I have a number of goals I still want to achieve, so I roughly map out what I want to achieve that particular decade.
“I spoke to my brother recently asking for advice on this actually. Carving out that extra bit of 5 to 10 mins to myself every mid-day for an uninterrupted meditation or breathing session. And forcing myself to prioritise what I want to achieve in whatever time frame. I simply cannot do it all, and I don’t have the energy of a 20-year-old to pull it all off anymore. It’s important to make sure you aren’t spread too thin or else it affects the quality of all your projects and experiences,” she concedes.
The pandemic years have been challenging for many people, but the content producer, writer and presenter for Gastronomy Pte Ltd is grateful that she has been rather blessed.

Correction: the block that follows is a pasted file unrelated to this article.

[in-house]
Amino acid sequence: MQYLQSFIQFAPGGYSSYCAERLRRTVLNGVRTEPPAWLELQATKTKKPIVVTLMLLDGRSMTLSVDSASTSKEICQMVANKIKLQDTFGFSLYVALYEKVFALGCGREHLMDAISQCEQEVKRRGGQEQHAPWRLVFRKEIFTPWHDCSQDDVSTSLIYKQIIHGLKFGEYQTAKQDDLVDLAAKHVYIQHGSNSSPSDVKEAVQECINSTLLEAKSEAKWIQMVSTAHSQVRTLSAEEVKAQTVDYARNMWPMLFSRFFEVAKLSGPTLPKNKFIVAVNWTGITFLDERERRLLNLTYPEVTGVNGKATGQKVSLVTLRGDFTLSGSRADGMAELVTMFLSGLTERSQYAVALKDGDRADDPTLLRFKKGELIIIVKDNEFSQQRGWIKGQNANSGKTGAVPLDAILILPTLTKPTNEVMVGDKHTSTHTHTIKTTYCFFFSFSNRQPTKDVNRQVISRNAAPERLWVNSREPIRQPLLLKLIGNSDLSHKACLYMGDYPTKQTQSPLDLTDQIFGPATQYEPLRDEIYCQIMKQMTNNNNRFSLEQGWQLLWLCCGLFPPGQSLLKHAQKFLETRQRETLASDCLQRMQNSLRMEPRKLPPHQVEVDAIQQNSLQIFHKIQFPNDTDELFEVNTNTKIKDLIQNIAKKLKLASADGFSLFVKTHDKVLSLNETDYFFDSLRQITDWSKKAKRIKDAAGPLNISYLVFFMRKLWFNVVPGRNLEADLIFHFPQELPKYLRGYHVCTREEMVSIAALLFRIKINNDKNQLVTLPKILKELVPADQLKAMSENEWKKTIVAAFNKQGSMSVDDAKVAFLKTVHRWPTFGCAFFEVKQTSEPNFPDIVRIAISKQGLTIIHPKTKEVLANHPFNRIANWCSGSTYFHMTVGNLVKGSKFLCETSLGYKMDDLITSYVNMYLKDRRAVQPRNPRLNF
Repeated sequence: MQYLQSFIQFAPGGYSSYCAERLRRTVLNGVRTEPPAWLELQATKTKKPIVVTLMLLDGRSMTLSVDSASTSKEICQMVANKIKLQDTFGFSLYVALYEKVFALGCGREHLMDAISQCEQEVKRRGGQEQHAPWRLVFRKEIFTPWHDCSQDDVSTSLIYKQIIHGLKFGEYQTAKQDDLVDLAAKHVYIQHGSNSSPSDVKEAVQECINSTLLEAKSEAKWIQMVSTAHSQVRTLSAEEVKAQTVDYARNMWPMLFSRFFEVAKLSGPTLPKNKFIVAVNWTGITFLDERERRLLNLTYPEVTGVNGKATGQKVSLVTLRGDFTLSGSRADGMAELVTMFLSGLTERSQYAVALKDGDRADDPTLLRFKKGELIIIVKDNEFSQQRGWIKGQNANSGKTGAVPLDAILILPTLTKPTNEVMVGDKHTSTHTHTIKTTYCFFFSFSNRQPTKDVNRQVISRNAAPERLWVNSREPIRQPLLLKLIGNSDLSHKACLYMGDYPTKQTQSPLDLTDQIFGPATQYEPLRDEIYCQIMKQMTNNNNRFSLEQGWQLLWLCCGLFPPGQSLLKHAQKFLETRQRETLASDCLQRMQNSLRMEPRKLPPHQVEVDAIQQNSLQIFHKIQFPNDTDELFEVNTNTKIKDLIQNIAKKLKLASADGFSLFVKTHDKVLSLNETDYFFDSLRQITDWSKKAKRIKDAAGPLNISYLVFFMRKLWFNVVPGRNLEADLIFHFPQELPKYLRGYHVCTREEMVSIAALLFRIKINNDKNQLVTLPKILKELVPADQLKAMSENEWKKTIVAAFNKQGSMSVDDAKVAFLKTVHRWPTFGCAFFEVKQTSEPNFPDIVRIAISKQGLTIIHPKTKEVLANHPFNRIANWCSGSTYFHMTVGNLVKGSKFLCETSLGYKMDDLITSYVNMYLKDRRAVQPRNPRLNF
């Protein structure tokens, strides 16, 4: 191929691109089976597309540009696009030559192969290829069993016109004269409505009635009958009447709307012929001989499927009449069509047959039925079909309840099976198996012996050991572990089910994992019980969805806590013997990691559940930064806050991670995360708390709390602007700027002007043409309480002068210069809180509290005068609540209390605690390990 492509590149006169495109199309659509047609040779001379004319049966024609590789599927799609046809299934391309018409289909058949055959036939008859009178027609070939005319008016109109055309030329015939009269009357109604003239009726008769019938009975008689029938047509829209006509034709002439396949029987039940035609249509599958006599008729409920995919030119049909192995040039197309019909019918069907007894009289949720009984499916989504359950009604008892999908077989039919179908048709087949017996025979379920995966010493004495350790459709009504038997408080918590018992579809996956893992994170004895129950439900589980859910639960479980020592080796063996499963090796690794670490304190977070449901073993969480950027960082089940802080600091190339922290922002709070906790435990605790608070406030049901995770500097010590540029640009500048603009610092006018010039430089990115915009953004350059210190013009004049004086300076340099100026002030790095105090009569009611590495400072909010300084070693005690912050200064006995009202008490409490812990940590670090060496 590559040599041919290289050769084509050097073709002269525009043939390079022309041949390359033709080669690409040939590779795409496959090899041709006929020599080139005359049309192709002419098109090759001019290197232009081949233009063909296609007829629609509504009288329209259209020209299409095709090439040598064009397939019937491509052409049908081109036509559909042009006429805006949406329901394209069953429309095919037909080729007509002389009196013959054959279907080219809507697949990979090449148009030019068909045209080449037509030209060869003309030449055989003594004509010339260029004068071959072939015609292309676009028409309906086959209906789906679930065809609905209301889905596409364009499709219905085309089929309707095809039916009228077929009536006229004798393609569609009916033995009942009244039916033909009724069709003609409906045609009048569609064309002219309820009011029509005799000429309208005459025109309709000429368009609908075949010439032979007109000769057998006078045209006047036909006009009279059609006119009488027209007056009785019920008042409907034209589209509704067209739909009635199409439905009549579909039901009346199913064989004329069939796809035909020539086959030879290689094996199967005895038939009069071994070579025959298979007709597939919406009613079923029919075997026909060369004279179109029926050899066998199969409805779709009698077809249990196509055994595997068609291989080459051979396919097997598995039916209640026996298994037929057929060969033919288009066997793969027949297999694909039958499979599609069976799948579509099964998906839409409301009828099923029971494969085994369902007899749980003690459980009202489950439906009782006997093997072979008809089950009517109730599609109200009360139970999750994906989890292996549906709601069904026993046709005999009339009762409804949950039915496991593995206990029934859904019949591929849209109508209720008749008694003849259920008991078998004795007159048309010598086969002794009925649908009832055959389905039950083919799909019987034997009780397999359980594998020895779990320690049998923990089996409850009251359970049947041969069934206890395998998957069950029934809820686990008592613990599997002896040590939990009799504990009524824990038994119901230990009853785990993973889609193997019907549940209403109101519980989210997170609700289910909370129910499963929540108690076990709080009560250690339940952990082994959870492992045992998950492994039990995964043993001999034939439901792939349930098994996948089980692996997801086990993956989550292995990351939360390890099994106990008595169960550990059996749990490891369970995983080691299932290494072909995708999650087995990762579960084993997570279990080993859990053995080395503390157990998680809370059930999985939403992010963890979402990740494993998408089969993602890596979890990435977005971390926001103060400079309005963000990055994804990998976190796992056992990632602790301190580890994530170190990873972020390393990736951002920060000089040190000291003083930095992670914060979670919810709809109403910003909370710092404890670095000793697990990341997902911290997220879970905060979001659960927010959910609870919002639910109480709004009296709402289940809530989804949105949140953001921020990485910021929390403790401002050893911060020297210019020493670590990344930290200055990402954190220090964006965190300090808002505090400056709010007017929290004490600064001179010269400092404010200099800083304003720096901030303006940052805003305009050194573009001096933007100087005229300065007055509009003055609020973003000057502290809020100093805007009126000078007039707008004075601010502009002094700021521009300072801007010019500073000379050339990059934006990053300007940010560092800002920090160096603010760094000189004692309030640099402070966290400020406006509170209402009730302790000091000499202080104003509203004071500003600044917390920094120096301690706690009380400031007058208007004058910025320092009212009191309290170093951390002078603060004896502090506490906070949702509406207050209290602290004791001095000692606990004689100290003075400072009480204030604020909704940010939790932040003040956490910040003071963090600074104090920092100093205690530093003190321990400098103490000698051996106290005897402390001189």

“I think my varied interests kept me afloat and able to explore things,” though things weren’t always plain-sailing for the Director of Programmes for Dale Chihuly: Glass in Bloom, who adds that “when I started freelancing as a writer, I was living here alone – I had no family in Singapore. I was an expat on a freelance writer’s pay. I lived paycheck to paycheck (many of which were extremely late), and there were instances where I had $0 in my account. Add to the pain, a relationship that still stands as the all-time worst dating experience for me. I became a husk, a shell of what I once was. It was the first time in my life I lost confidence in myself, lost my natural grit, my I-can-fix-this-and-make-it-better optimism and goal-setting, or really any stubborn zest for life.”